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Roman L. Holocaust testimony (HVT-1259) interviewed by Hedy Rutman and Tina Rauch,

Oral History | Fortunoff Collection ID: HVT-1259

Videotape testimony of Roman L., who was born in Rīga, Latvia in 1930. He recounts moving to Kaunas with his family when he was four; Soviet occupation in 1941; German invasion in June; a mass killing during which his family was saved by a non-Jew; ghettoization; incarceration with his parents and brother in Kauen-Schanzen; forced labor; receiving extra food from some German guards; transfer with his father and brother to Dachau in 1944; assistance from one kapo; a death march into the Tyrol area; desertion by the guards; liberation by United States troops; hospitalization at Sankt Ottilien; learning his mother had survived; traveling to Berlin, then Paris; emigration to Mexico City; reunion with his mother in 1955 when the Soviets allowed her to leave; and emigration to the United States in 1984. Mr. L. discusses many incidents of camp life; attributing his survival to his father; observing lack of remorse in Germany after the war; becoming a self-made man and an autodidact (his education was interrupted at age eleven); the difficulty of describing his experiences; and having previously erased these experiences for many years.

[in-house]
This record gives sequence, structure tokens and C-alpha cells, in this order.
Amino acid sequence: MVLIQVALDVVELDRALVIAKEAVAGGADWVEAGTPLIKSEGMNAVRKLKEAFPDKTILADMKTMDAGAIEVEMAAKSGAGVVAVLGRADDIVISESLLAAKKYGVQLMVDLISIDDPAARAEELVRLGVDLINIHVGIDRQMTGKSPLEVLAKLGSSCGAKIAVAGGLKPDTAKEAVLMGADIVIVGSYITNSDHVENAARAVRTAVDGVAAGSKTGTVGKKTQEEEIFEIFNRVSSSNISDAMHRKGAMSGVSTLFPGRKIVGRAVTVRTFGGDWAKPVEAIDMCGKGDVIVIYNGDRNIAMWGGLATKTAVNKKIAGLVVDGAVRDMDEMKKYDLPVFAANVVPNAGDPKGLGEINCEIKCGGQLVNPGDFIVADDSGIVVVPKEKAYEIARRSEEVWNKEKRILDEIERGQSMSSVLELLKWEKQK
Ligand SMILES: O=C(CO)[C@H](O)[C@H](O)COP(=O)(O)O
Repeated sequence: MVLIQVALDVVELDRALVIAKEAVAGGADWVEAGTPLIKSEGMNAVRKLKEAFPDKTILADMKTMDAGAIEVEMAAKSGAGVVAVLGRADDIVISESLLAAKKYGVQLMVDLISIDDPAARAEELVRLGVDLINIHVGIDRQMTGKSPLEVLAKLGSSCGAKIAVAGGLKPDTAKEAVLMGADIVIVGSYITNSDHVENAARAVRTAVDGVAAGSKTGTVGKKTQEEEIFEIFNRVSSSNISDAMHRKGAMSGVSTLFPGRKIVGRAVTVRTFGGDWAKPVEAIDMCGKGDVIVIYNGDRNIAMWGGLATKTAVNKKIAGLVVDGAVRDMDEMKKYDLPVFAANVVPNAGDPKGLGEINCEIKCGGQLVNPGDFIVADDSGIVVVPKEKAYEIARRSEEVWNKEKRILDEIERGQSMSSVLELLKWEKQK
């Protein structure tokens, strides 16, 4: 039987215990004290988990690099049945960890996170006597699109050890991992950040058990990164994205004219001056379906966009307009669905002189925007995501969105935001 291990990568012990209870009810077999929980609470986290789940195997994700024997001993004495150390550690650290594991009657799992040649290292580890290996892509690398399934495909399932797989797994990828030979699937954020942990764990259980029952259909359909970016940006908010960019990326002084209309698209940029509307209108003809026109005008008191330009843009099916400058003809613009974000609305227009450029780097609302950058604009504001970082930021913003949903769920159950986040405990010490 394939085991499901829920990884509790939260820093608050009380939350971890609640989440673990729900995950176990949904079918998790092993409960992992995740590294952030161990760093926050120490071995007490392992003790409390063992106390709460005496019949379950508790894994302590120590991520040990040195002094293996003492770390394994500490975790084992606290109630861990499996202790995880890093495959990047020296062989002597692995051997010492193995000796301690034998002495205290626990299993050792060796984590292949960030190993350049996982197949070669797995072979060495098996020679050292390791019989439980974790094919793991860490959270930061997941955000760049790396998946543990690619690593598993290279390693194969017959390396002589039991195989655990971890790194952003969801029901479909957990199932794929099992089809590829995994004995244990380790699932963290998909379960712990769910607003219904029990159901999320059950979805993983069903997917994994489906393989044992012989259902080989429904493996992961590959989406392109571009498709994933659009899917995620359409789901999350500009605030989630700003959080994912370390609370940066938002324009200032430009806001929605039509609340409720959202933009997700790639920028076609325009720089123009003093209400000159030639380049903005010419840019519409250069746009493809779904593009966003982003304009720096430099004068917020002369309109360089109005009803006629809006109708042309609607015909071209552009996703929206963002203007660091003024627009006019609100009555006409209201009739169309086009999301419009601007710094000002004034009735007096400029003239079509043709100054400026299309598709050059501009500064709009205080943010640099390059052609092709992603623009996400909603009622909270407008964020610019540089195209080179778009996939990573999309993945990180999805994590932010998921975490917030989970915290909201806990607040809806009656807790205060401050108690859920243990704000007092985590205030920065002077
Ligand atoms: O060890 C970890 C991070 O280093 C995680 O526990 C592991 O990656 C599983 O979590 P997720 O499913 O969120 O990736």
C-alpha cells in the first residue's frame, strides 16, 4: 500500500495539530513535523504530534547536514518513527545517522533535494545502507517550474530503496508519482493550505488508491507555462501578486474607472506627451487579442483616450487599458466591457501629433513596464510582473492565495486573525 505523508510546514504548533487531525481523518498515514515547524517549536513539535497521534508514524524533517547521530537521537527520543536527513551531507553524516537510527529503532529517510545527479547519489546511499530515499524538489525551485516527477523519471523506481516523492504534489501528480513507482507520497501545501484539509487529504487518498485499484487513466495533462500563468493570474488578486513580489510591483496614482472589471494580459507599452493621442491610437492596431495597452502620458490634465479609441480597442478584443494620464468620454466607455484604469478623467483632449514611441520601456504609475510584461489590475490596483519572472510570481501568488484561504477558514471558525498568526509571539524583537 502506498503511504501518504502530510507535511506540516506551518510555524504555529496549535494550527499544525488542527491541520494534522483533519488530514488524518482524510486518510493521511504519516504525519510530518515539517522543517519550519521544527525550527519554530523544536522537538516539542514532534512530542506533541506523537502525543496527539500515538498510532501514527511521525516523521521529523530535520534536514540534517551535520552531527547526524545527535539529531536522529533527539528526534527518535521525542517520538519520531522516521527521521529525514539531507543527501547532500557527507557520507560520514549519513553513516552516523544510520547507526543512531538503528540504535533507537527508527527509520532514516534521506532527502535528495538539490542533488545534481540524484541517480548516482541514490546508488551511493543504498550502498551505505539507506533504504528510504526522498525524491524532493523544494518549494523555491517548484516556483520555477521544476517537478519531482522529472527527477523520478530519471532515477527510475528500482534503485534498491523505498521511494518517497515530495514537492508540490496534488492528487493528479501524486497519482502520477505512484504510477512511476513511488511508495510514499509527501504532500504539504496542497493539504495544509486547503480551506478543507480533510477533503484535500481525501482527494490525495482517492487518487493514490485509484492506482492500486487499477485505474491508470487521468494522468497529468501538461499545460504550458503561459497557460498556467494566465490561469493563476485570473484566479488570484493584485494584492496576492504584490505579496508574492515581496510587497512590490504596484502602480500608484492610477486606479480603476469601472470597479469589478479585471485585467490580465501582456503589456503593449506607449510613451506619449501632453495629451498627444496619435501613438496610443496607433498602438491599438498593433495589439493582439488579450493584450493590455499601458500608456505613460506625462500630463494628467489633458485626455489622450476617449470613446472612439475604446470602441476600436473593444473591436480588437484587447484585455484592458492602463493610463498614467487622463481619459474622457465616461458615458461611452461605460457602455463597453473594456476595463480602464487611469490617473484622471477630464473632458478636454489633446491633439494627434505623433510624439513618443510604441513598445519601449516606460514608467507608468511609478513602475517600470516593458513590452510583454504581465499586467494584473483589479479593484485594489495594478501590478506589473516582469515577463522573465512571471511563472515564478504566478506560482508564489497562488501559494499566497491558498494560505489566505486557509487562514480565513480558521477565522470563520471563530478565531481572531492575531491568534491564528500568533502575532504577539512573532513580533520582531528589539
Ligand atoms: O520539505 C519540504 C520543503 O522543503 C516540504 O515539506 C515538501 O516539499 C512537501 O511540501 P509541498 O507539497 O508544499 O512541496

L., Roman, 1930-
San Antonio, Tex. : Children of the Holocaust-Second Generation of San Antonio, 1987
Interview Date
December 6, 1987.
Rīga (Latvia)
Kaunas (Lithuania)
Berlin (Germany)
Paris (France)
Mexico City (Mexico)
2 copies: 3/4 in. dub.; and 1/2 in. VHS with time coding.
Cite As
Roman L. Holocaust Testimony (HVT-1259). Fortunoff Video Archive for Holocaust Testimonies, Yale University Library.
View in Yale University Library Catalog:
Record last modified: 2018-05-30 11:33:00
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